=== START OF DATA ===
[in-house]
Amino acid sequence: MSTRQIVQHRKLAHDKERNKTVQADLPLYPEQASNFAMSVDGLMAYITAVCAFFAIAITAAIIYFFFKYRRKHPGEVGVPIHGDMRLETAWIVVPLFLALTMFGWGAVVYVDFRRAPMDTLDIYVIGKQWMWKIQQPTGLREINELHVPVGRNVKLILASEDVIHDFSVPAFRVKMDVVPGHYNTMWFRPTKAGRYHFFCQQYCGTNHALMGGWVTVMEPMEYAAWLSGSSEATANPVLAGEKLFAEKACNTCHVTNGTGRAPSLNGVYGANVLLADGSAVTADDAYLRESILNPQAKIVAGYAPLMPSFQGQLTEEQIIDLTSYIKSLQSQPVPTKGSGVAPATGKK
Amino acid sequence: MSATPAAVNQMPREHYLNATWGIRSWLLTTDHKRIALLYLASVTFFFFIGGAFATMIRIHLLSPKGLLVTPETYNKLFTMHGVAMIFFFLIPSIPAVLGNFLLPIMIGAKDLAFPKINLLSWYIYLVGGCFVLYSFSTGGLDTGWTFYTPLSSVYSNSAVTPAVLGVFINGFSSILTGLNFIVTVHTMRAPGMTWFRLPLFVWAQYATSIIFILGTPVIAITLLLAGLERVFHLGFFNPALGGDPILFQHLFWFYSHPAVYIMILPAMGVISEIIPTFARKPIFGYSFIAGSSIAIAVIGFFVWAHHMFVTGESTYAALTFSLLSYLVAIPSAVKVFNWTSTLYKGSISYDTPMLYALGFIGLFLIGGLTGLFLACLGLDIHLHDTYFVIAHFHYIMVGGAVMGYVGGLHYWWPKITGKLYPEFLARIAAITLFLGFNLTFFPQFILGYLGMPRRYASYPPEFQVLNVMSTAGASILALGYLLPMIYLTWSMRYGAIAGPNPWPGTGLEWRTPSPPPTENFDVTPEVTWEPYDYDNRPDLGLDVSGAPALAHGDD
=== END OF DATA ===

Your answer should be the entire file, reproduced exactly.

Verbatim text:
[in-house]
Amino acid sequence: MSTRQIVQHRKLAHDKERNKTVQADLPLYPEQASNFAMSVDGLMAYITAVCAFFAIAITAAIIYFFFKYRRKHPGEVGVPIHGDMRLETAWIVVPLFLALTMFGWGAVVYVDFRRAPMDTLDIYVIGKQWMWKIQQPTGLREINELHVPVGRNVKLILASEDVIHDFSVPAFRVKMDVVPGHYNTMWFRPTKAGRYHFFCQQYCGTNHALMGGWVTVMEPMEYAAWLSGSSEATANPVLAGEKLFAEKACNTCHVTNGTGRAPSLNGVYGANVLLADGSAVTADDAYLRESILNPQAKIVAGYAPLMPSFQGQLTEEQIIDLTSYIKSLQSQPVPTKGSGVAPATGKK
Amino acid sequence: MSATPAAVNQMPREHYLNATWGIRSWLLTTDHKRIALLYLASVTFFFFIGGAFATMIRIHLLSPKGLLVTPETYNKLFTMHGVAMIFFFLIPSIPAVLGNFLLPIMIGAKDLAFPKINLLSWYIYLVGGCFVLYSFSTGGLDTGWTFYTPLSSVYSNSAVTPAVLGVFINGFSSILTGLNFIVTVHTMRAPGMTWFRLPLFVWAQYATSIIFILGTPVIAITLLLAGLERVFHLGFFNPALGGDPILFQHLFWFYSHPAVYIMILPAMGVISEIIPTFARKPIFGYSFIAGSSIAIAVIGFFVWAHHMFVTGESTYAALTFSLLSYLVAIPSAVKVFNWTSTLYKGSISYDTPMLYALGFIGLFLIGGLTGLFLACLGLDIHLHDTYFVIAHFHYIMVGGAVMGYVGGLHYWWPKITGKLYPEFLARIAAITLFLGFNLTFFPQFILGYLGMPRRYASYPPEFQVLNVMSTAGASILALGYLLPMIYLTWSMRYGAIAGPNPWPGTGLEWRTPSPPPTENFDVTPEVTWEPYDYDNRPDLGLDVSGAPALAHGDD